Cybersecurity is integral to successful business operations in many industries, but it is arguably most critical in the legal industry. Why? One word: information. Information has become one of the most valuable assets in today’s world. Law firms are the hubs of a staggering array of confidential data, including privileged client information, financial data, intellectual property, and employee records. Lawyers access and use this data on computers, smartphones, and tablets. While lawyers may be experts in the practice of law, they are typically not experts in computer technology.

If you think your firm is well protected from outside threats because your firewall is solid and there is no way hackers can use brute force to access your network, think again. It’s not a question of IF your firm will get hacked, it’s a matter of WHEN. When that time comes, what can your firm do to minimize the damage and recover quickly? There is no magic bullet or single solution. Cybersecurity for law firms requires a holistic and layered approach. Here are five practical ways you can strengthen your firm’s efforts.

1. Educate employees on what’s acceptable and what’s not

The most important part of any security policy is employee awareness. One action (or lack thereof) from a single person can expose your firm to significant risk, regardless of how much money was spent on security. Invest in creating courses to certify employees on a regular basis. Have a thorough and thoughtfully laid out Acceptable Use Policy that is signed by all employees and placed in their files. This will let them know what is acceptable, or not, with business technology. The more knowledgeable the human user, the less likely your firm will fall prey to cyberattacks.

2. Apply security technology in layers

No security technology can provide 100% protection. The goal is better aimed at making it so difficult to get through the layers of security that a hacker gives up. File encryption is top on the layering list because it helps ensure that data can only be viewed or used on authorized computers. If you must have a guest network, be sure to use encryption and a password, and change it regularly. Even better, use temporary passwords on request. Also, do not use open Wi-Fi networks when traveling – enforce VPN for all unauthorized network connections.

Speaking of passwords, yours may not be as strong as you think. For example, according to, this is how long it would take a computer to crack the following passwords:

  • The password ^64dfe!* would take a computer about 19 minutes to crack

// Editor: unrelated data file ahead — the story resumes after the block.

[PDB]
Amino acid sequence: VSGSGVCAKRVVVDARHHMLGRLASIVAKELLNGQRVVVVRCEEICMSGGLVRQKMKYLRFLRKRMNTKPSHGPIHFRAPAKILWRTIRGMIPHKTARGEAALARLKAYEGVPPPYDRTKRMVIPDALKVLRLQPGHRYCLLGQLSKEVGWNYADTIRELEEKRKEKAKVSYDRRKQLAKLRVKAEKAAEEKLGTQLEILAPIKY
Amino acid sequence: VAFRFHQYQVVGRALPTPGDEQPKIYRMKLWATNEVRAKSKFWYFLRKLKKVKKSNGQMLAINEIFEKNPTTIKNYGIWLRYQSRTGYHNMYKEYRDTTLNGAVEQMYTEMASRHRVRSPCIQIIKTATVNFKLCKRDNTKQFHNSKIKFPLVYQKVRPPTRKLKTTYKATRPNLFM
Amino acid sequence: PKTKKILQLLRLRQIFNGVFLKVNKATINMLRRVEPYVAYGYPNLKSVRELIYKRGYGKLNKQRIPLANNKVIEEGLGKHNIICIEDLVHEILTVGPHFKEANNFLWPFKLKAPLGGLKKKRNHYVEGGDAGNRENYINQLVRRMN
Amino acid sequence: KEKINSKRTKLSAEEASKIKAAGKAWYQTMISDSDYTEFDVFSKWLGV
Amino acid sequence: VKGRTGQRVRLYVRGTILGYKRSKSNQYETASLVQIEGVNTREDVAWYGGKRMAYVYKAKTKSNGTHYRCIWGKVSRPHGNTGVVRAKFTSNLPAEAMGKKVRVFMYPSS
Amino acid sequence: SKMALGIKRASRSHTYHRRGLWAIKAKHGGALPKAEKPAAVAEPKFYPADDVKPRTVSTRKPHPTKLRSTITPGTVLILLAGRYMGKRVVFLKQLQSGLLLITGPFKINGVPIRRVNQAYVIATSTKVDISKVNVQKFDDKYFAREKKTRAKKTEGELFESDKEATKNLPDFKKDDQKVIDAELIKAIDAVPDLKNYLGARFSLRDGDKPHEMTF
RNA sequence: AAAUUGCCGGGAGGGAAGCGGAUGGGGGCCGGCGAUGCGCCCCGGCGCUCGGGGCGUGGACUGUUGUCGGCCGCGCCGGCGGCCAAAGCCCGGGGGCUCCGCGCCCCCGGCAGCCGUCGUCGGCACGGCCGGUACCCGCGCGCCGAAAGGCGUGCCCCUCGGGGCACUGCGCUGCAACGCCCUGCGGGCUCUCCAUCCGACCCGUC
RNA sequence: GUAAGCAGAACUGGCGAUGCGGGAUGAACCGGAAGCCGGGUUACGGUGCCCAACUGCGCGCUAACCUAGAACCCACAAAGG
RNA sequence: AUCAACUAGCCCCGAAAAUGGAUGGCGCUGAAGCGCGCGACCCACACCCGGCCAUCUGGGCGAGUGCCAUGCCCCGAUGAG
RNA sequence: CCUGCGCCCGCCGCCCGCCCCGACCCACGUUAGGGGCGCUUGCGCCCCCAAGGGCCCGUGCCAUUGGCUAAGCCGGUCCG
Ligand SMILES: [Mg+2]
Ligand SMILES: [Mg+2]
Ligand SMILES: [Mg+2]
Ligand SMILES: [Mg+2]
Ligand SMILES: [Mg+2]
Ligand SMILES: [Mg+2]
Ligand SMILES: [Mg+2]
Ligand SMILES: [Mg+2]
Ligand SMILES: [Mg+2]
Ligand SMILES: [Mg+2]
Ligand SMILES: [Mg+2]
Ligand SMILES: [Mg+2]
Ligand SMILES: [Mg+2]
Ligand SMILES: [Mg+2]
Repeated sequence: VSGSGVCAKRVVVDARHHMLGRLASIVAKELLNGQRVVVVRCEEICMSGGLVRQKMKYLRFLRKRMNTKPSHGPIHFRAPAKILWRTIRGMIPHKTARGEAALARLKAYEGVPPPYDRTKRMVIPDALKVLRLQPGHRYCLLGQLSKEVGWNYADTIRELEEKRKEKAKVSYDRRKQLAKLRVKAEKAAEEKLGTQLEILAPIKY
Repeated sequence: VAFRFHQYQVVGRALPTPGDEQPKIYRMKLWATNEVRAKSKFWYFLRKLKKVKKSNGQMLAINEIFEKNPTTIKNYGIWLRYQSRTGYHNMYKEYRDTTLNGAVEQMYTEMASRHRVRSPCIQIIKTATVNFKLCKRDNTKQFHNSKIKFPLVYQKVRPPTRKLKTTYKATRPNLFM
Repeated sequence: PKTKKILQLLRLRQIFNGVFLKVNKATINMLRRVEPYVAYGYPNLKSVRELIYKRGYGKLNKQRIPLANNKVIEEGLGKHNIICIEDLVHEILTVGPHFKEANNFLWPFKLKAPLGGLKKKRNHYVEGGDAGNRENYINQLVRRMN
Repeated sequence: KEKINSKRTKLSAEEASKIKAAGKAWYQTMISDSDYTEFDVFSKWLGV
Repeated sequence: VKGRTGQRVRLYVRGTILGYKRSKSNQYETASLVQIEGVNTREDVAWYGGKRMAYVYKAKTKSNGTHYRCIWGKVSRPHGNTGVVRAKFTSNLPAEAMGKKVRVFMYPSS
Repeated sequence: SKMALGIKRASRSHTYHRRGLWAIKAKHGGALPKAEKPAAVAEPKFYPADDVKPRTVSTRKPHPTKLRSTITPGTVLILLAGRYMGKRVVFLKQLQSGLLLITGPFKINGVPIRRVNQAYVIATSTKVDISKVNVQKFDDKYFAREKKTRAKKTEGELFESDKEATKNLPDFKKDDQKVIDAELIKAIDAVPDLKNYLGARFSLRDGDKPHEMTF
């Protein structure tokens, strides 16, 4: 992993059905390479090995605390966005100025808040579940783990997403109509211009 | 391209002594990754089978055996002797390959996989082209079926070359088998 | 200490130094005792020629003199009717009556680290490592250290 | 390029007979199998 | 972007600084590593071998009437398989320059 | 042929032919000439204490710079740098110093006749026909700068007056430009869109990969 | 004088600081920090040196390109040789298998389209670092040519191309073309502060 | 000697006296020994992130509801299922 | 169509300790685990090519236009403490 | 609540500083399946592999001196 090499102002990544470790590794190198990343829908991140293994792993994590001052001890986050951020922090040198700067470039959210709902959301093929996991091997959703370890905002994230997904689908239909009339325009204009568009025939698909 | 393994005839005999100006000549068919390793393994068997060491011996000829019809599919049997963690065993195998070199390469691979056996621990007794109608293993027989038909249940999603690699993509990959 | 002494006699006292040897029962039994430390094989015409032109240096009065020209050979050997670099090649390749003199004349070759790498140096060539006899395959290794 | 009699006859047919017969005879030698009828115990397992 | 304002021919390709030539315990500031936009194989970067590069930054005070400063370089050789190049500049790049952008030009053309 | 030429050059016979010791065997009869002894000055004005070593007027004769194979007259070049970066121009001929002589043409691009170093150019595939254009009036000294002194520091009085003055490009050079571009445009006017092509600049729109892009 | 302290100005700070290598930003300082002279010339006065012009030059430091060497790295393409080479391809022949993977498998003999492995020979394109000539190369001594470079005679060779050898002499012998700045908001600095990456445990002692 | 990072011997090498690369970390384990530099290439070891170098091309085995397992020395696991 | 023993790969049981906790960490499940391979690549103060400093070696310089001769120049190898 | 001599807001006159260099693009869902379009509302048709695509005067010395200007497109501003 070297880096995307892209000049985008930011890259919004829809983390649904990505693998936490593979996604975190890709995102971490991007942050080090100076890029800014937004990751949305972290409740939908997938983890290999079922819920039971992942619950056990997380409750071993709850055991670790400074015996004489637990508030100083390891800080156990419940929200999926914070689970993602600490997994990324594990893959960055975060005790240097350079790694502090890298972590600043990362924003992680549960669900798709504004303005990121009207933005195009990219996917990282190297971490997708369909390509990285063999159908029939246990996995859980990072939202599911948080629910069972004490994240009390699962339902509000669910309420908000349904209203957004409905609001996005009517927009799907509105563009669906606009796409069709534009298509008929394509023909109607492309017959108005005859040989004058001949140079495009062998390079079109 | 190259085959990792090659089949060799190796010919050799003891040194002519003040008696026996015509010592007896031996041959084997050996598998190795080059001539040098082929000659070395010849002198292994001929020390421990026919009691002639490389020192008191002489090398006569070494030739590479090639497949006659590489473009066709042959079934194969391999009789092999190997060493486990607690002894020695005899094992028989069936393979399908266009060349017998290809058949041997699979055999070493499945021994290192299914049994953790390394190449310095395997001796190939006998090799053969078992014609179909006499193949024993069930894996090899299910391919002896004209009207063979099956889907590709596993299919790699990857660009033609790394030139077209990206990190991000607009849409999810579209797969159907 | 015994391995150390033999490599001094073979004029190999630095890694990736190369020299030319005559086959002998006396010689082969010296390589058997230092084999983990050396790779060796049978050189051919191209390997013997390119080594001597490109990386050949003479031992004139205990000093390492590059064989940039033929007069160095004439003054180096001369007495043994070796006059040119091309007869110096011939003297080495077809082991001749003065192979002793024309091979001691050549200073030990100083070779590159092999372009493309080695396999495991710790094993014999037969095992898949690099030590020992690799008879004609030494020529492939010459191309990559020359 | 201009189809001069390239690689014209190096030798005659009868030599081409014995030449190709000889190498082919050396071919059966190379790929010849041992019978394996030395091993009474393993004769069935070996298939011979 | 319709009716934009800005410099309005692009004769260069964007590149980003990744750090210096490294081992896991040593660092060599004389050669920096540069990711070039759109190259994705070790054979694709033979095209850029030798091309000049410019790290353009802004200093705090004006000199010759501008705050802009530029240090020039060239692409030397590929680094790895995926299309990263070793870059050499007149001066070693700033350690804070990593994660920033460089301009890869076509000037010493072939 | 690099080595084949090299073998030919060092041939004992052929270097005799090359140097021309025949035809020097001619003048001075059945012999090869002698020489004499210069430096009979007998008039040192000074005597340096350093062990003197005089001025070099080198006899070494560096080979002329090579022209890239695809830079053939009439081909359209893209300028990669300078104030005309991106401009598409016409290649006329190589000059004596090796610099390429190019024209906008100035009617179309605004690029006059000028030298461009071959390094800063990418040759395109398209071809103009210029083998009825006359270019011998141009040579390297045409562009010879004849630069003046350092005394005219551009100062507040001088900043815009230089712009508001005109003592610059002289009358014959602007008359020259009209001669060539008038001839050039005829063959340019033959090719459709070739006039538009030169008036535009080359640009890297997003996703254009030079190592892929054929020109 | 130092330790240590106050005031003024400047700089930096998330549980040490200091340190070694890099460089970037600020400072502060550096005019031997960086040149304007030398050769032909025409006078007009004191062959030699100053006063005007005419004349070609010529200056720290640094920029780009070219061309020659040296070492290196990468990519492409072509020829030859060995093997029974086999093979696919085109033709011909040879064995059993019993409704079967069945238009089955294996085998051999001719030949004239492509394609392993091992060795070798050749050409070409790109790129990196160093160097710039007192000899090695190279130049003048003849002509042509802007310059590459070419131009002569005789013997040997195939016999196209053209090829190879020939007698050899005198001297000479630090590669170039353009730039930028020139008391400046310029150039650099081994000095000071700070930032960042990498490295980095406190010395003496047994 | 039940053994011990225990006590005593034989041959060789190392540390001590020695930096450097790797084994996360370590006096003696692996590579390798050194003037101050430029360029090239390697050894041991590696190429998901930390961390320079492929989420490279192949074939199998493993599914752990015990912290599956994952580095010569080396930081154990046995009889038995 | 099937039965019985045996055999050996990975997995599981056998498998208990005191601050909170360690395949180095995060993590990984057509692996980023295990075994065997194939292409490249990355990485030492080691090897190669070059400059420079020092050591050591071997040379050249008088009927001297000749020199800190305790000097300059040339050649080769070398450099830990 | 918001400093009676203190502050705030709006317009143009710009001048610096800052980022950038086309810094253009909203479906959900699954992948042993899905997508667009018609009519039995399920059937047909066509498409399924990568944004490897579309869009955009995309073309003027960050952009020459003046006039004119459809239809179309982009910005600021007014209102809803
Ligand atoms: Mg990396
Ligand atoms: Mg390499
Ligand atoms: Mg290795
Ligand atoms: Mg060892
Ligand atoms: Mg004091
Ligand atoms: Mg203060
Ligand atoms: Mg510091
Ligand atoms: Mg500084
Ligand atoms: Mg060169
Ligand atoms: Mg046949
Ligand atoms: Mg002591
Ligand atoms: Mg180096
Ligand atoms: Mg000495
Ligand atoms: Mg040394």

• true^tAlent would take a computer about 97 years to crack
  • mtrue^tAlent would take a computer about 6 thousand years to crack
  • I’Mtrue^tAlent would take a computer about 959 million years to crack

It’s always a good idea to use software tools for password management and other security management needs. Some good tools include Thycotic Secret Server and the CyberArc software suite.

3. Monitor activity and set traps

In addition to always having multiple layers of defense, you should also always be notified when someone tries to break those layers. There are obvious things to report, such as multiple unsuccessful login attempts. But there is also a whole other world of active security you can employ. For example, you could set traps by planting invalid admin-looking credentials in some spots on the network and then monitor to see if these credentials are used. As soon as you get an alert about it being used, you are immediately aware that something wrong is happening on the network. Employee Internet usage and the transfer of information through email and file sharing systems should also be monitored in order to reduce the risk of security breaches.

4. Backup more frequently

Having strong backup strategies, as well as business continuity and disaster recovery procedures, all help in minimizing the damage when a security breach does occur. It used to be normal to have daily backups. These days, when threats are constantly coming from every angle, 15-minute incremental backups have become the norm. Evaluate your recovery point objective (RPO) and recovery time objective (RTO) accordingly and review and test your backup and disaster recovery policies on a regular basis.

5. Have an action plan for remediating incidents

As we said, it’s not a question of IF, it’s a question of WHEN. When the worst happens, you must have a clearly laid out strategy of how to handle an incident. The action plan might be a very large document that goes through literally hundreds of steps OR it can be a less verbose collection of references to specific policies as they apply to different areas of business and also policies related to other events a business could be subjected to.

Make sure that the roles and responsibilities of all parties involved in remediating the incident are clearly defined. You should have incident response teams formed and organized, and those teams should be different, depending on the type of incident and other aspects, such as geographical jurisdiction. Postmortem should involve multiple levels of preparation and will likely trigger altering all documents, policies, and processes. Based on lessons learned, you will also most likely need to change things a bit to become even more proactive.

Seek professional assistance

By taking these steps, your firm will be better prepared to protect sensitive client data. If you need help building or assessing your firm’s cybersecurity policy, contact a security specialist. For example, Wilson Allen has an experienced team of legal IT professionals who can help you protect the valuable information that your clients trust you to maintain. Feel free to contact us to learn more.